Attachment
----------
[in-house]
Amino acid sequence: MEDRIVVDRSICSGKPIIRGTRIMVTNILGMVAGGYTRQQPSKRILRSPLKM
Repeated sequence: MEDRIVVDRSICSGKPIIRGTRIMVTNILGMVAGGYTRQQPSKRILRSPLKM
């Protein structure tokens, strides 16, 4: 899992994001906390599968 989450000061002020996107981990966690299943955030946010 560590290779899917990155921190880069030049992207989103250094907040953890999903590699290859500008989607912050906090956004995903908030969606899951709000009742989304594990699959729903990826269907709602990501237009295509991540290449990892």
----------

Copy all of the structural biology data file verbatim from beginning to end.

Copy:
[in-house]
Amino acid sequence: MEDRIVVDRSICSGKPIIRGTRIMVTNILGMVAGGYTRQQPSKRILRSPLKM
Repeated sequence: MEDRIVVDRSICSGKPIIRGTRIMVTNILGMVAGGYTRQQPSKRILRSPLKM
């Protein structure tokens, strides 16, 4: 899992994001906390599968 989450000061002020996107981990966690299943955030946010 560590290779899917990155921190880069030049992207989103250094907040953890999903590699290859500008989607912050906090956004995903908030969606899951709000009742989304594990699959729903990826269907709602990501237009295509991540290449990892």